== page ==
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I have created a third option, so that more children can learn to read by being taught 100+ high frequency graphemes within 4 'Code Levels' (that align to decodable readers) in addition to the other 250+ within inquiry learning type activities (The Speedy Six Spelling activities) and by learning high frequency words - not by memory but as 'pictures of speech sounds'.

 

 

 

 

 

 

Children ALSO watch videos with text that has been segmented (as they would using the IPA) while listening to the speech sounds - using my 'follow the sounds, say the words' technique. I also use Monster Mapping, with each 'character' being an alternative to a phonetic symbol. They can therefore work out ANY words, by seeing the word 'Code Mapped' AND 'Monster Mapped'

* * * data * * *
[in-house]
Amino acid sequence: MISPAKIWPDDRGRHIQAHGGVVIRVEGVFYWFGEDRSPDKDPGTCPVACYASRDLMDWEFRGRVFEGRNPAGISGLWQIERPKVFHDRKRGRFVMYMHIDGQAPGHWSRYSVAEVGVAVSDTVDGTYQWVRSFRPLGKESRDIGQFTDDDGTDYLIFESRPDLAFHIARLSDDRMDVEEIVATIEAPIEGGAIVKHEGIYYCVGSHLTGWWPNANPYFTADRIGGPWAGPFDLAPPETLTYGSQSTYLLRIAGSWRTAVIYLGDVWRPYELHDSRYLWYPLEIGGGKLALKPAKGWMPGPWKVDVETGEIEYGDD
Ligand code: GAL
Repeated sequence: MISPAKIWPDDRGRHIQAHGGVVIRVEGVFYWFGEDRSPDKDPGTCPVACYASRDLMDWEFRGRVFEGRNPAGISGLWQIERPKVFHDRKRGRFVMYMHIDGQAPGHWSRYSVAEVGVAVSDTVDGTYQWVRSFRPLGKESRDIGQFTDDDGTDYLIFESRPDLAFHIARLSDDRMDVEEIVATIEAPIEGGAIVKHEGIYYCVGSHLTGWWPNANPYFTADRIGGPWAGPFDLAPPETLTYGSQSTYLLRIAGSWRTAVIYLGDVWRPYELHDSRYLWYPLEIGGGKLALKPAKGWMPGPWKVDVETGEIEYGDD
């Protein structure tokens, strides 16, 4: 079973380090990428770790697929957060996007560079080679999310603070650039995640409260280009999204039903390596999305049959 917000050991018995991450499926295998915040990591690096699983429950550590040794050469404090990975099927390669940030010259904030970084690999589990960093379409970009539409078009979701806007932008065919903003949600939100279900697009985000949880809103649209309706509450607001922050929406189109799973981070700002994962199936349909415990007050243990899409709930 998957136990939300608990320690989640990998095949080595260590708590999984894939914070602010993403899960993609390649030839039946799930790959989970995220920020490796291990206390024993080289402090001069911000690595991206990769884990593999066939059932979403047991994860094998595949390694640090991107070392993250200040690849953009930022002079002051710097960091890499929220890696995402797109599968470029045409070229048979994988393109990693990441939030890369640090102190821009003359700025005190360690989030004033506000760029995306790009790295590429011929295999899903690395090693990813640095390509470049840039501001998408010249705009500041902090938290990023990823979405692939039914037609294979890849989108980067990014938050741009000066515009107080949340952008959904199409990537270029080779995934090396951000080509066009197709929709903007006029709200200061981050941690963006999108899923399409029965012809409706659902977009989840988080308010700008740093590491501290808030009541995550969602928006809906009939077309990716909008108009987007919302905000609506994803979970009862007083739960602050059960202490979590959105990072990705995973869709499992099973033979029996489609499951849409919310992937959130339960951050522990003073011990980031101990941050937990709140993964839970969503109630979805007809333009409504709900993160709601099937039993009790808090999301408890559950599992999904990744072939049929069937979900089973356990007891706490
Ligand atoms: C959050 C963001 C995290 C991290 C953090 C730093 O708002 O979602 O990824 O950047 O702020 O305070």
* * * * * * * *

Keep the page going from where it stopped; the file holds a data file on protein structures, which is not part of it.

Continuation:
We can do away with 'The Reading Wars' by discarding both 'whole language' AND 'phonics' as 'inclusive solutions' to teaching reading and spelling. 

It is called 'Code Mapping' and is the approach I have taken, as a teacher. Nothing I was ever given met the needs of ALL of my students. So I created solutions. It's what we do, as teachers - if we are not blocked.  

 

I am more than happy to teach, on camera, any child who needs me, so that policy makers and researchers can SEE what works, for themselves. And in another year, or 5 years I will be even better at this. Children will learn more quickly, with more independence, and for greater pleasure. As teachers we are NEVER satisfied when it comes to our students.  

  
As teachers we can often know far more than policy makers or researchers who simply follow old or 'rebranded' paths, and try to make the teaching of reading and spelling something that can be written as a 'one size fits all' curriculum document, or be measured. Great teachers are ALWAYS learning, and wanting to be even better teachers. Why not come and learn from us?

 

“Do not go where the path may lead, go instead where there is no path and leave a trail.”

Ralph Waldo Emerson

Let's Read!

Miss Emma, The Reading Whisperer
BEd Hons. MA Special Educational Needs. Doctoral Student (University of Reading)

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One, Two, Three and Away! The Village With Three Corners